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Progressive Rock Interviews

Ant-Bee

Interviewed by Gary Hill

Interview with Billy James of Ant-Bee from 2011

MSJ:

How did the name “Ant-Bee” originate?

The name came about for a two main reasons: First, I am a huge fan of Captain Beefheart and his album Trout Mask Replica is a big influence on my music. One of the tracks on the album is called Ant-Man-Bee – so I shortened it and called my group ANT-BEE. Second, I grew up in the South East (USA) although my family is originally from the North East. In the city I grew up in, Charlotte, NC, at the time in the late '60s and early '70s, it was not too distant from Mayberry on the Andy Griffith show, which was based in a small town in North Carolina. So due to my southern roots I also credit the name to Aunt Bee – the matronly Auntie on the show.

MSJ: Who would you see as your musical influences?

I have too many to name but some of them include Frank Zappa and The Mothers, The Beatles, Jon Anderson/Yes, Alice Cooper, Grand Funk Railroad, Captain Beefheart, Daevid Allen/Gong, T. Rex, Popol Vuh, Santana, Miles Davis, Bill Bruford,  The Who, Pink Floyd, Bill Nelson, Mike Oldfield, Beach Boys, Flo&Eddie, Weather Report, John McLaughlin, Sun Ra, Focus, 10cc, Kevin Godley, Magma – on and on and on.

MSJ: What's ahead for you?

I try to live in the here and now, so I don't think too far into the future because I have so much going on right now. First, my latest ANT-BEE CD Electronic Church Muzik was released last month on Barking Moondog Records (www.barkingmoondog.com) and I have been promoting it. The album features guest appearances by Michael Bruce, Daevid Allen, Peter Banks, Jan Akkerman, ex-Mothers of Invention members and many other notable music artists. I was also recently interviewed for two new UK documentaries on Frank Zappa. About two years ago I was filmed for the UK documentary Frank Zappa and the Mothers of Invention – In The 1960s – it is a NetFlix top pick, by the way. The first of the new documentaries, which focuses on Zappa's record labels in the late 1960s – Bizarre and Straight – and will be released in the summer. I am also completing a book on Badfinger with original member Joey Molland as well as trying to get the book I wrote with Michael Bruce on the original Alice Cooper group called 'No More Mr. Nice Guy' (a best seller) back into print. Lastly, I run a full-line music publicity company called Glass Onyon PR (www.ant-bee.com/glassonyonpr.htm). I am currently doing press for Jon Anderson, Neal Morse, Gregg Rolie, Steve Morse, Le Orme, Magma, Blackmore's Night and Wishbone Ash (amongst other music artists).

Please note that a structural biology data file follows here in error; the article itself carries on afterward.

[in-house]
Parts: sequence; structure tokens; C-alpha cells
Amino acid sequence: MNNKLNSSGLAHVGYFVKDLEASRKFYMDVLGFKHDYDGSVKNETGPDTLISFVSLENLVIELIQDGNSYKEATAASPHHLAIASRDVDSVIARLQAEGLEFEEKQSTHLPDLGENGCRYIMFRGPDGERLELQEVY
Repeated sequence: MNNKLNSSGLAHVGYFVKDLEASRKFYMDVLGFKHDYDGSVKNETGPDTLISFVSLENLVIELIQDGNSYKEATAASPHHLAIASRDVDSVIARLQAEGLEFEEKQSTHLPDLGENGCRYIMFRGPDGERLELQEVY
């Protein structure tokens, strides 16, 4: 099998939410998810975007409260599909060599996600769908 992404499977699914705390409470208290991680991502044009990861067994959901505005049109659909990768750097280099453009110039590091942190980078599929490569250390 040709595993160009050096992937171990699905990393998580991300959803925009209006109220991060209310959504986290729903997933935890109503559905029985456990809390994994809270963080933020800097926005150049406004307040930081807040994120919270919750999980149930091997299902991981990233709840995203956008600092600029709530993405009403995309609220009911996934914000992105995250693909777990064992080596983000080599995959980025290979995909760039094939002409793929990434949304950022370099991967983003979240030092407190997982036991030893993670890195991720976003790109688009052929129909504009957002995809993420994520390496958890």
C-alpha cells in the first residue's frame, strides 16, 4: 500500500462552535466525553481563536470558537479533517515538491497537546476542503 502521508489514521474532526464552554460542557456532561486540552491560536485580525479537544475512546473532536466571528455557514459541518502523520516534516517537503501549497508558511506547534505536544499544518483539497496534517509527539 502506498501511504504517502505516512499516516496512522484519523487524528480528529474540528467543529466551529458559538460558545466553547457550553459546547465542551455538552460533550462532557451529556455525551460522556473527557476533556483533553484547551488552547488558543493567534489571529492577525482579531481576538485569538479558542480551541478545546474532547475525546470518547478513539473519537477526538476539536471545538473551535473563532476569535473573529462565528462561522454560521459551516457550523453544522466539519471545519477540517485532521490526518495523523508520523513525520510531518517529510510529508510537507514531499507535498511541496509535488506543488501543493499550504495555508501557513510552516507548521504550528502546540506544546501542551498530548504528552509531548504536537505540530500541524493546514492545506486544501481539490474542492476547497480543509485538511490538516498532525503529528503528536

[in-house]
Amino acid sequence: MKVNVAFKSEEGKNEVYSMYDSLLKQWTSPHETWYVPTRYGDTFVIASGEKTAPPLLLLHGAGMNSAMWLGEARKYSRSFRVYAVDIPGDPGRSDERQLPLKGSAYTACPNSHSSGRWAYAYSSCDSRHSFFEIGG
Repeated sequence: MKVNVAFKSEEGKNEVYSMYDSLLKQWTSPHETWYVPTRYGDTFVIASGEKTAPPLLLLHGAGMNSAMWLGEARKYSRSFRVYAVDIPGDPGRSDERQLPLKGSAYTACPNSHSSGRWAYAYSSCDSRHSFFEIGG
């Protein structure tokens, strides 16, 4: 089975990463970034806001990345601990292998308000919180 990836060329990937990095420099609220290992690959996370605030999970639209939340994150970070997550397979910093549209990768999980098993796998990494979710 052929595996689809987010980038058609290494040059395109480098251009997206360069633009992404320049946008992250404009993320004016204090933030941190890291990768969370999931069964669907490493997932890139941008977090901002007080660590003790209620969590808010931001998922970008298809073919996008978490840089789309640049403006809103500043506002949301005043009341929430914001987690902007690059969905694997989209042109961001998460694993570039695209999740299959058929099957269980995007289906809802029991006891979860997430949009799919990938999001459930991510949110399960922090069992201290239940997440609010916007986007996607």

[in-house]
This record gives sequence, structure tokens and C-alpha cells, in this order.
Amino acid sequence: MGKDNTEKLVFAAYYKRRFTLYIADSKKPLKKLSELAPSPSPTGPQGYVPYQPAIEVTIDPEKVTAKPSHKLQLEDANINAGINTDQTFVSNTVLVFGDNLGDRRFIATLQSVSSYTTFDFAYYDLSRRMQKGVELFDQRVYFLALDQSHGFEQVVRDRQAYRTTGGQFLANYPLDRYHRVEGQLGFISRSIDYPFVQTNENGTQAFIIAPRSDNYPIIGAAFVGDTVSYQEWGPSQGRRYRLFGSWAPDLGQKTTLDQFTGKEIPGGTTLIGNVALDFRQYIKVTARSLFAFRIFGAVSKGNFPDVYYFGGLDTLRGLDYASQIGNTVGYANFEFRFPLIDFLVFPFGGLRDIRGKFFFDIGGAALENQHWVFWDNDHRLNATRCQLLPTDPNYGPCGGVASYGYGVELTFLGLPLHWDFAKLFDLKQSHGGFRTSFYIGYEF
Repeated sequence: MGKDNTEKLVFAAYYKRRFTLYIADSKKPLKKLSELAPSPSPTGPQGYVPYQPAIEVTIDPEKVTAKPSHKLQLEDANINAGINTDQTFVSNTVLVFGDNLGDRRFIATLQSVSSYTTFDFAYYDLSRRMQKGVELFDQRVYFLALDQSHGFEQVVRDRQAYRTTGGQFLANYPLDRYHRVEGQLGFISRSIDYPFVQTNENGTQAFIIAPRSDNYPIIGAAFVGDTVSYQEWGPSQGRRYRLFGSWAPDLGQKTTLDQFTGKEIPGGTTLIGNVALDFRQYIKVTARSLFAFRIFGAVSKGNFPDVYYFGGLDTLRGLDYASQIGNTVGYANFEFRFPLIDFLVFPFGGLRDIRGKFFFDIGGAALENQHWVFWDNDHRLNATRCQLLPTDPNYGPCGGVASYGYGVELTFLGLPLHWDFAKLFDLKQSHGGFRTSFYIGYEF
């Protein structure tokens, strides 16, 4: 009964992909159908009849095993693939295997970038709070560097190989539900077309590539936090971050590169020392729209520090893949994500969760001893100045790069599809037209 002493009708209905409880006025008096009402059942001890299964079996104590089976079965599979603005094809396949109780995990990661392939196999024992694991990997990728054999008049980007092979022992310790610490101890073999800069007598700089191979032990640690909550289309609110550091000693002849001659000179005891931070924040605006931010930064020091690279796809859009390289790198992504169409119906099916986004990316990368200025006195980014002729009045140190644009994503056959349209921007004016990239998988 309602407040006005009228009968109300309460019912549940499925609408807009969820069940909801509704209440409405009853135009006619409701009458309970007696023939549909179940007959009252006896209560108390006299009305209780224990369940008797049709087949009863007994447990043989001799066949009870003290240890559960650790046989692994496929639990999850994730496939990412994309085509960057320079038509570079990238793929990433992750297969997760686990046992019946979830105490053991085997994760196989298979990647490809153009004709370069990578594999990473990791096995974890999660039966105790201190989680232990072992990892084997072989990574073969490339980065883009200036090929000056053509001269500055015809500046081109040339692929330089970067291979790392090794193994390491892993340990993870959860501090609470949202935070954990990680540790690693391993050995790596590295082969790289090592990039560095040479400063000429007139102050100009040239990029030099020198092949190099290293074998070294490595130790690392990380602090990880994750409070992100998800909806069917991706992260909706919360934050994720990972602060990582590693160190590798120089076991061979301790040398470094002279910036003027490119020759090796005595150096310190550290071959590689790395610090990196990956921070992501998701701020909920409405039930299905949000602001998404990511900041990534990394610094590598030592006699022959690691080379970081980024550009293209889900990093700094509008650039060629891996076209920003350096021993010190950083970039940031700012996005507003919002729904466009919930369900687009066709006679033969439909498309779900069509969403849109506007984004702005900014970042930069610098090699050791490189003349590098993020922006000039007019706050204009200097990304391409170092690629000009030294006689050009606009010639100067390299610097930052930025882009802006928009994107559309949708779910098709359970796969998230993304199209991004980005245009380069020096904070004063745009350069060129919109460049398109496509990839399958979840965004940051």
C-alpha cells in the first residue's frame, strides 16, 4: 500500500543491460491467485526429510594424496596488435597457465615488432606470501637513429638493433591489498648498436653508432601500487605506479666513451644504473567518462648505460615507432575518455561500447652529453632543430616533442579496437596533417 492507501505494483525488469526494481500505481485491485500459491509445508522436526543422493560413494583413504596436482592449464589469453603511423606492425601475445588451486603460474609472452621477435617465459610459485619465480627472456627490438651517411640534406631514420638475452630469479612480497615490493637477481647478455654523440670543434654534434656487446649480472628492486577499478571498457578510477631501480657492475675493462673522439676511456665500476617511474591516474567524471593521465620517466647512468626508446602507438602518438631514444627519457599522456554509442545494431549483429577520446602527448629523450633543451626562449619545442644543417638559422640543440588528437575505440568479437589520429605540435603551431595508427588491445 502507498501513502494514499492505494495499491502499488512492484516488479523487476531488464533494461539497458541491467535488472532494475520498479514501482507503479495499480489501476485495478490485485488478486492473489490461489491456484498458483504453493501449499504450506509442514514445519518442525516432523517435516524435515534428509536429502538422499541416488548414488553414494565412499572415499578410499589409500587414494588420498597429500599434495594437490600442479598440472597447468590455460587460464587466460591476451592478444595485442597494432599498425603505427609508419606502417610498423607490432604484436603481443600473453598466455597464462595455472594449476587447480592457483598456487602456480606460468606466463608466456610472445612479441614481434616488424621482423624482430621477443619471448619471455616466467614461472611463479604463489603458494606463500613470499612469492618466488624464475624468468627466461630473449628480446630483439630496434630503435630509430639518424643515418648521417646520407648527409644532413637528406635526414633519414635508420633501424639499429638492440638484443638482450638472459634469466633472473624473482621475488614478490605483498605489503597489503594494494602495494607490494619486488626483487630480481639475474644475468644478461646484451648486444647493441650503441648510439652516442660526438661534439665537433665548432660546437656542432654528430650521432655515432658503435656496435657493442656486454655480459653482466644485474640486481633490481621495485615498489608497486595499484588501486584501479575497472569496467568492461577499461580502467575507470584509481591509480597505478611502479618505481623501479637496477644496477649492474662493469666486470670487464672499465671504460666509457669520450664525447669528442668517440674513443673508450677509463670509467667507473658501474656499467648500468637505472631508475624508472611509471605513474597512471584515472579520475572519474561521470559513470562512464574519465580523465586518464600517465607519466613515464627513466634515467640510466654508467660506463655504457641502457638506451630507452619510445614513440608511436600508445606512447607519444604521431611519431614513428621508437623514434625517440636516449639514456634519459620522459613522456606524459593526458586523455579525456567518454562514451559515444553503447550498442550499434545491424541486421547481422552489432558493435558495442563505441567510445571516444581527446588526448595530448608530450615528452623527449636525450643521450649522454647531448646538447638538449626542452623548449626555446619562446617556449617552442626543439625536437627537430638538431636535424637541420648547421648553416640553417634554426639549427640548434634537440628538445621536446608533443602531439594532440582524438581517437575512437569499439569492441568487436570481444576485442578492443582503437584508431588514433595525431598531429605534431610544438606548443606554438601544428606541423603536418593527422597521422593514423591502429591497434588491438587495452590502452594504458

MSJ: I know artists hate to have their music pigeonholed or labeled, but how would you describe your music?

Avant Garde, progressive, experimental, psychedelic

MSJ:

You’ve got an amazing cast of characters on this disc. How did you hook up with them?

In the case of the Mothers members, I first started recording with Bunk Gardner and Don Preston back in 1990. I've recorded with them, wrote a book and have done PR for them for the past 20 years. Michael Bruce from the Alice Cooper group I linked up with in 1995 when I was recording my 3rd ANT-BEE album Lunar Muzik. I was a big fan when I was 13 so it was very cool to hook up with my teenage idol. We wrote songs together, recorded and toured as the new Billion Dollar Babies in the late '90s. We also wrote a best selling book together about his days in the Alice Cooper group. Peter Banks and Jan Akkerman I have known since 1997 (again I was a big fan of both Focus and YES when I was a kid). Daevid Allen recorded a track on my third album and did the artwork to my 1997 Child of the Moon EP. Napoleon Murphy Brock was the lead singer for Zappa's band from 1973 to 1975 – a great vocalist! I have worked with him since 2000. I linked up with original Utopia keyboardist Moogy Klingman in 2000 when I was writing my first biography on Todd Rundgren.